Imagine you run an online store called "yourorganization.com." To secure your customers' data, you obtain an SSL certificate. Here's how it works:
- Domain Name: Your SSL certificate contains your domain name, "yourorganization.com."
- Public Key: This is like a padlock. When a customer visits your website, their browser receives the public key from your SSL certificate. Any information they send to your site is locked with this key.
- Expiration Date: SSL certificates have a limited lifespan, usually one year. After that, you need to renew it to maintain security.
- Digital Signature: Your certificate is signed by a trusted Certificate Authority (CA), like "DigiCert." This signature assures customers that your website is legitimate.
Example: When a customer visits your website and sees the padlock icon in their browser's address bar, it means their data is encrypted with your SSL certificate, providing a secure shopping experience.
CA Bundle (Certificate Authority Bundle):
Think of the CA bundle as a chain of trust. It ensures that your SSL certificate can be trusted by web browsers. Here's an example:
- Root Certificate: Imagine the root certificate as the ultimate authority. It's like the king's seal. Browsers already know and trust this certificate.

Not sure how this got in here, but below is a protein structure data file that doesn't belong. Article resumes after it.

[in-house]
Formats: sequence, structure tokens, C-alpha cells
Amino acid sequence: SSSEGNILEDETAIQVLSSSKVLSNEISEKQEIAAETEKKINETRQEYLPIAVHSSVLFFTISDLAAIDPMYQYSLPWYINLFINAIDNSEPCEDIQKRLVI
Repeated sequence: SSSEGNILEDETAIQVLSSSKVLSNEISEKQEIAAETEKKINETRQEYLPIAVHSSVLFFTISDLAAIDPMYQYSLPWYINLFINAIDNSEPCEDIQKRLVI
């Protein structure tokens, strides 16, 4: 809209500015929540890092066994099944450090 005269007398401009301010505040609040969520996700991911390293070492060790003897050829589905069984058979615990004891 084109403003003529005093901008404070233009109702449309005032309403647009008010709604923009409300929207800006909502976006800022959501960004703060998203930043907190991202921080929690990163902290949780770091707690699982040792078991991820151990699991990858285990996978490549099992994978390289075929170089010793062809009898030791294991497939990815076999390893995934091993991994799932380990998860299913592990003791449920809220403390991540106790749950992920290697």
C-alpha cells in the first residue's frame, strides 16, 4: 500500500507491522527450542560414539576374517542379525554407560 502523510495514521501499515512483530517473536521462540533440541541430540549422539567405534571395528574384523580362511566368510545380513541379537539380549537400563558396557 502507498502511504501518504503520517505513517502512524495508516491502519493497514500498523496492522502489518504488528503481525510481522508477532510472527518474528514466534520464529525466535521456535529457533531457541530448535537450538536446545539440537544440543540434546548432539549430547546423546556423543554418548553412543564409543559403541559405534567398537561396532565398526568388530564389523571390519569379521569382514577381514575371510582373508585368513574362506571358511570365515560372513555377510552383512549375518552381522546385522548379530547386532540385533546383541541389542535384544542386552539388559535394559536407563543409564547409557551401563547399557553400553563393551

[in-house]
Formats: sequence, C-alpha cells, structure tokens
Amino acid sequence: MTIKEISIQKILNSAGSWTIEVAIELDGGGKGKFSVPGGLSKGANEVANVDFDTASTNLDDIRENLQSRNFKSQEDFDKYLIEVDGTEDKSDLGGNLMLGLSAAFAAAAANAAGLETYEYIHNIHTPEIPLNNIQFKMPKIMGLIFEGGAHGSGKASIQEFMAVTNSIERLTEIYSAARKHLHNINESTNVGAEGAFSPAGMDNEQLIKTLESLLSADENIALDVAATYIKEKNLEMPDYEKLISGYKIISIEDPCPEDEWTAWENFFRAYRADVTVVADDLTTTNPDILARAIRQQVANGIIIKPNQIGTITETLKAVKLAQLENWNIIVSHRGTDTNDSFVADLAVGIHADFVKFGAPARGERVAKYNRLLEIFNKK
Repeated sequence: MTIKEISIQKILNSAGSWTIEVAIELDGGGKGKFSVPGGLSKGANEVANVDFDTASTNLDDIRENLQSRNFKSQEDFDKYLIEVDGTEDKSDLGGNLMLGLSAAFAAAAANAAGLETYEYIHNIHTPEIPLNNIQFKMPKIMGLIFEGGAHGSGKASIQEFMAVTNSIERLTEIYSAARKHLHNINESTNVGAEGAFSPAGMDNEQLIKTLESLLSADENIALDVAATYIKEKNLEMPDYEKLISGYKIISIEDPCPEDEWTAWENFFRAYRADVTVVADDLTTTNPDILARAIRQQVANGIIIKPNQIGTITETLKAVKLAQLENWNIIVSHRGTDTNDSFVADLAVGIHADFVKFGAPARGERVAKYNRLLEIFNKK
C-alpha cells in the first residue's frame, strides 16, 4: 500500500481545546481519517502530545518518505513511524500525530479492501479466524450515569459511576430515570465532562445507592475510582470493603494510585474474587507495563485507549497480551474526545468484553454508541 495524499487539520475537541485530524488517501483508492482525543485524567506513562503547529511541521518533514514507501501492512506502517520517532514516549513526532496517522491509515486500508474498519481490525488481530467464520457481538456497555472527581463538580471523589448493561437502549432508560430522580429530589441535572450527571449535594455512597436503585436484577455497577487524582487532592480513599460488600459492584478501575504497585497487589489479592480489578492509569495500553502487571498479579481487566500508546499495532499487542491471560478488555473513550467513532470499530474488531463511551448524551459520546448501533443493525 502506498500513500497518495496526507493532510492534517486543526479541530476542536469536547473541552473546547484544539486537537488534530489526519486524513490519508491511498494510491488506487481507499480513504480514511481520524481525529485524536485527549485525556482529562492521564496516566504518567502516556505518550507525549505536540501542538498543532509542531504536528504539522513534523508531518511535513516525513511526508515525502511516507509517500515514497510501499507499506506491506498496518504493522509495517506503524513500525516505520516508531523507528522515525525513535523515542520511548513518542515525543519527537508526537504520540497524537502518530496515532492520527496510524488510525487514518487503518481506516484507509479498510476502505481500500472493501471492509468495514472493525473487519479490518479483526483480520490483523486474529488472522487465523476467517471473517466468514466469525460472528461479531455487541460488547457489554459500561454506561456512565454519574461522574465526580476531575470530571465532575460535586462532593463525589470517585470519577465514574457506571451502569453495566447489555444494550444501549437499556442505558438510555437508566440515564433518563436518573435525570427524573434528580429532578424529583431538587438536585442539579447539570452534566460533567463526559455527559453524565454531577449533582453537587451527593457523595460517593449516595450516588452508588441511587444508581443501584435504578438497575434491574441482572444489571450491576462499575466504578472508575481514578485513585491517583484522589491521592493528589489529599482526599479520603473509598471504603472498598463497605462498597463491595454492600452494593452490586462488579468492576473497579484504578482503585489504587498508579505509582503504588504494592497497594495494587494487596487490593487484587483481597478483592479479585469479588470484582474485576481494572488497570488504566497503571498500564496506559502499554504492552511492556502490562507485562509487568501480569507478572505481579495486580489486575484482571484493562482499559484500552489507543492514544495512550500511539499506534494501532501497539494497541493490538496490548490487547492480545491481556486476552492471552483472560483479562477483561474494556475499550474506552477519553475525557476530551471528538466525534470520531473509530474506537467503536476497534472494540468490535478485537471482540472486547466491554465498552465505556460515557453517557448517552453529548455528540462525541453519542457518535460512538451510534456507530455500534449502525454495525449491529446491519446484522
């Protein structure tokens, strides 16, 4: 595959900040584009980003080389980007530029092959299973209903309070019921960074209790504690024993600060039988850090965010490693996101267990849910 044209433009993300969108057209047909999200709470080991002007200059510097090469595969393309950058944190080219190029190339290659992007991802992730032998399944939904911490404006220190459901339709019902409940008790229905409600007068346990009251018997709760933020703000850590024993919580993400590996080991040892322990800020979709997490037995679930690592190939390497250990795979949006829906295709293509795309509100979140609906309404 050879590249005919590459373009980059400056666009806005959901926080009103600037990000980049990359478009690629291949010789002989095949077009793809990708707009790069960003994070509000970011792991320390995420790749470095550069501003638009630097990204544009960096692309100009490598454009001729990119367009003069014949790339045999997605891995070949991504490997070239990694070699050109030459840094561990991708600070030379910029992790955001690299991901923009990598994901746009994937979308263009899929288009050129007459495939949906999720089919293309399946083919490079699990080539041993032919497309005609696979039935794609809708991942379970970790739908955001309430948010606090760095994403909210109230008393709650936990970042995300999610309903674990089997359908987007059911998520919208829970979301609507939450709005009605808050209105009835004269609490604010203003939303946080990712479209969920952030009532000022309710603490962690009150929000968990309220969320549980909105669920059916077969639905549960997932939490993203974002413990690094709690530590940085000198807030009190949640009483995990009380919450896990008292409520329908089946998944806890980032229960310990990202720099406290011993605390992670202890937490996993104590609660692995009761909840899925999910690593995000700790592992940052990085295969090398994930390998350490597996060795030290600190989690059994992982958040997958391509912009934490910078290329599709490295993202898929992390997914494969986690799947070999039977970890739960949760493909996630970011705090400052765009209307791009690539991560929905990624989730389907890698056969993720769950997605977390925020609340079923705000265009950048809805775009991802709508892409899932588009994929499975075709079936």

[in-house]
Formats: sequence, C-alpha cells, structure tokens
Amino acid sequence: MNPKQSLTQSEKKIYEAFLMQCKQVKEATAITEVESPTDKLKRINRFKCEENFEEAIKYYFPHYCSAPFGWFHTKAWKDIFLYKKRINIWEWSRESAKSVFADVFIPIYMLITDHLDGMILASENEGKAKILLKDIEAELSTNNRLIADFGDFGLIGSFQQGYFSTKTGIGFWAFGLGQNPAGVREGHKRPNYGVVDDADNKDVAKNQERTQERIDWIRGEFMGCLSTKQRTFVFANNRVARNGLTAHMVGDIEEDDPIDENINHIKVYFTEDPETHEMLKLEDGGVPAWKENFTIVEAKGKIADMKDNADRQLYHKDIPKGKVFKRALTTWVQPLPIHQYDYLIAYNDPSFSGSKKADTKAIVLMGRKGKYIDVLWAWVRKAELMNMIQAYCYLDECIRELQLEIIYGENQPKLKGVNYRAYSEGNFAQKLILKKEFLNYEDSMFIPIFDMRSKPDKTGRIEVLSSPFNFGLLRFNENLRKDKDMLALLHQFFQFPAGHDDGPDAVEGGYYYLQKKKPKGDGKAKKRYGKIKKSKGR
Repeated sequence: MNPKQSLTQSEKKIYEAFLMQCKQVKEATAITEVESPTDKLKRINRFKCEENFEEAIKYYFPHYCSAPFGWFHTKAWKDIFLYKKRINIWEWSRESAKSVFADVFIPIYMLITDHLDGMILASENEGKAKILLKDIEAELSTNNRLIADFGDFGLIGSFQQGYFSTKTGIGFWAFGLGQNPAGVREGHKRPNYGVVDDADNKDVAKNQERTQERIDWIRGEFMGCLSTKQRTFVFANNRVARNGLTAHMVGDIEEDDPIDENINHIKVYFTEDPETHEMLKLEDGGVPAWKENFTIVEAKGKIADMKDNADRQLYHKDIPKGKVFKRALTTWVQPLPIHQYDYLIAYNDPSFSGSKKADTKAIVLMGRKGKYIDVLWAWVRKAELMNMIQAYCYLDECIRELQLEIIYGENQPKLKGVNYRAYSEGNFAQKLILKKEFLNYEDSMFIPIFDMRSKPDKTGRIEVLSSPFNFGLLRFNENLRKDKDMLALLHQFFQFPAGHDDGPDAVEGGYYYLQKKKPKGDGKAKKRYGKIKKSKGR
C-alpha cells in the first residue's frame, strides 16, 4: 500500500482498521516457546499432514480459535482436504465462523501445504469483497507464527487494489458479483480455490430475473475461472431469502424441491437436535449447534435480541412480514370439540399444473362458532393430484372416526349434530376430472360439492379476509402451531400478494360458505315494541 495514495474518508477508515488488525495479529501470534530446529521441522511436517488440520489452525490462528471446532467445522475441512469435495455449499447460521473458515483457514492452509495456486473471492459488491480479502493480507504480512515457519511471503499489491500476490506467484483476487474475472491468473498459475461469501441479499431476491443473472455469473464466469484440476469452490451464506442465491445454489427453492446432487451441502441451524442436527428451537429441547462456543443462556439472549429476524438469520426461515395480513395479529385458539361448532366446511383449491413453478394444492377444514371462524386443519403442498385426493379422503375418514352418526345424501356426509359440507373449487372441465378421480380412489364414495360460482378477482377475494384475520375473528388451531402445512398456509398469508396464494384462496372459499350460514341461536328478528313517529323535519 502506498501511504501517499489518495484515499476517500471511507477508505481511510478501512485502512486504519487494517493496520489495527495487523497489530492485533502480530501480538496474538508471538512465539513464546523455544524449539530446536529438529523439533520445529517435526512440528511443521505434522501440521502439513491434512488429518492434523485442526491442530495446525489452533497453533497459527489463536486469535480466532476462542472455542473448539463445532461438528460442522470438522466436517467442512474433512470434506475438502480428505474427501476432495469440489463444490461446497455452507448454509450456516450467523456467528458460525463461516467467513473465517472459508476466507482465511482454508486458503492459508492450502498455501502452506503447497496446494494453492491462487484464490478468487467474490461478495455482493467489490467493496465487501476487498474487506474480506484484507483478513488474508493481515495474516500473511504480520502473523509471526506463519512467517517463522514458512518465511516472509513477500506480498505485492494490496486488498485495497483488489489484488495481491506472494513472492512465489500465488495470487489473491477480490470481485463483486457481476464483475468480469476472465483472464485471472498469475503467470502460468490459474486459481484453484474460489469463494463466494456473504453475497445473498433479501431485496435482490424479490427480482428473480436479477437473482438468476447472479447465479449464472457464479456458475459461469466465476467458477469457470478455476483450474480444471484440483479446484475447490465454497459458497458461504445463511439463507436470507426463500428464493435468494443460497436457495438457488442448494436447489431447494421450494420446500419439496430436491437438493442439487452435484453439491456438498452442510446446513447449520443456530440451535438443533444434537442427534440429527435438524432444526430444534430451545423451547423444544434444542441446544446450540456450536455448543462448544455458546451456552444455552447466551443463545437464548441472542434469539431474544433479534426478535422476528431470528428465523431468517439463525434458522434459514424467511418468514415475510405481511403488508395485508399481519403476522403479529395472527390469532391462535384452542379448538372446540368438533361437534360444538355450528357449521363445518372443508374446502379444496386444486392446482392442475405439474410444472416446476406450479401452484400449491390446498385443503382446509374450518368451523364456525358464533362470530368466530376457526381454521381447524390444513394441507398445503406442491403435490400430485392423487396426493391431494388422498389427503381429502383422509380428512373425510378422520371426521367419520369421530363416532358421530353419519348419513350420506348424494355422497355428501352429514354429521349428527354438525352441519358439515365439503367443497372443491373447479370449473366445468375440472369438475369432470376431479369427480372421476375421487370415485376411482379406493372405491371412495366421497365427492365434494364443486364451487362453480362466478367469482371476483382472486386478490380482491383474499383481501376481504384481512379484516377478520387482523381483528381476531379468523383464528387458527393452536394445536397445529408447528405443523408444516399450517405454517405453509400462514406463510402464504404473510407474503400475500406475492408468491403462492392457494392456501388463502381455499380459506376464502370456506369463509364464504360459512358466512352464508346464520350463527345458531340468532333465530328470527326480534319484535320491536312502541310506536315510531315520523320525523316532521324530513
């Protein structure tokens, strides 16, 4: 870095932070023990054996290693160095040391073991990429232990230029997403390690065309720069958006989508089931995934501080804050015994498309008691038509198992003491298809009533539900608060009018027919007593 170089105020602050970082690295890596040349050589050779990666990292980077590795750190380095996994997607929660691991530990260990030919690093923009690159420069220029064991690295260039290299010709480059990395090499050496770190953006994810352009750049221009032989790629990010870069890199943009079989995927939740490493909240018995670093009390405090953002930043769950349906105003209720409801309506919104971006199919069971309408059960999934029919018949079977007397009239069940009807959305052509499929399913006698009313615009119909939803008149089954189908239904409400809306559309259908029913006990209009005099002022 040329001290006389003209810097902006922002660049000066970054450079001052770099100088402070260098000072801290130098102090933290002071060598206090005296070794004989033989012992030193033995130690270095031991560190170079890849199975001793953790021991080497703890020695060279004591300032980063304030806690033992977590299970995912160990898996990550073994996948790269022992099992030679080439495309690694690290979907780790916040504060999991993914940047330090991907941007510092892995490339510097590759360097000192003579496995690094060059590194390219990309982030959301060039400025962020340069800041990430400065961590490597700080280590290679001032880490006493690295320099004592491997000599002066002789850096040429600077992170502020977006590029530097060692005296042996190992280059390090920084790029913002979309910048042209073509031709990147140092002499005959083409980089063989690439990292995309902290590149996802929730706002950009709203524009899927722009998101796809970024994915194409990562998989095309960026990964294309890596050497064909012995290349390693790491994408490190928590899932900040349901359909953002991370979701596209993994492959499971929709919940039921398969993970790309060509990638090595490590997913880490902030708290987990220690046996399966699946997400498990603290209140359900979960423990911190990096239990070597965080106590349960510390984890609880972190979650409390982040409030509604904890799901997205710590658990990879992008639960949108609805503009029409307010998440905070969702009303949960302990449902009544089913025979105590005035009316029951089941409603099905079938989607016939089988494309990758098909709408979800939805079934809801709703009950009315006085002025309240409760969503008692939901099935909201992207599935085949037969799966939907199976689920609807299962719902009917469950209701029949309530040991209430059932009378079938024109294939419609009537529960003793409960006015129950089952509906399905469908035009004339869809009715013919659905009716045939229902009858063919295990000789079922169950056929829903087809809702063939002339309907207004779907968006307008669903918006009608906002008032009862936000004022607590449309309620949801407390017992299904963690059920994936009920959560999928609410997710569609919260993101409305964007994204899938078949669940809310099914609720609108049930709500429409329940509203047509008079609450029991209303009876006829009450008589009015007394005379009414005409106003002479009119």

- Intermediate Certificates: These are like ministers who work under the king. They are responsible for signing SSL certificates for different websites.
Example: Let's say your SSL certificate was signed by an intermediate certificate from "DigiCert." To establish trust, your web server provides not only your SSL certificate but also the intermediate certificate (like a certificate from DigiCert). Browsers check the entire chain from the root certificate to your certificate, ensuring that each level trusts the next. If this chain of trust is intact, your website is considered secure.
Your private key is like the key to your castle. It must be kept secret. Here's how it works:
- Generating the Key: When you set up your SSL certificate, you generate a private key. This key is unique to your website and should never be shared.
- Secure Storage: You store this key securely on your web server. It's never sent to users or stored in a public location.
- Data Encryption: When a customer sends sensitive information (like credit card details) to your website, your server uses the private key to unlock the encryption, ensuring only you can read the data.
Example: If a hacker gains access to your private key, they can decrypt the data sent to your website. So, it's crucial to safeguard it like the key to your kingdom.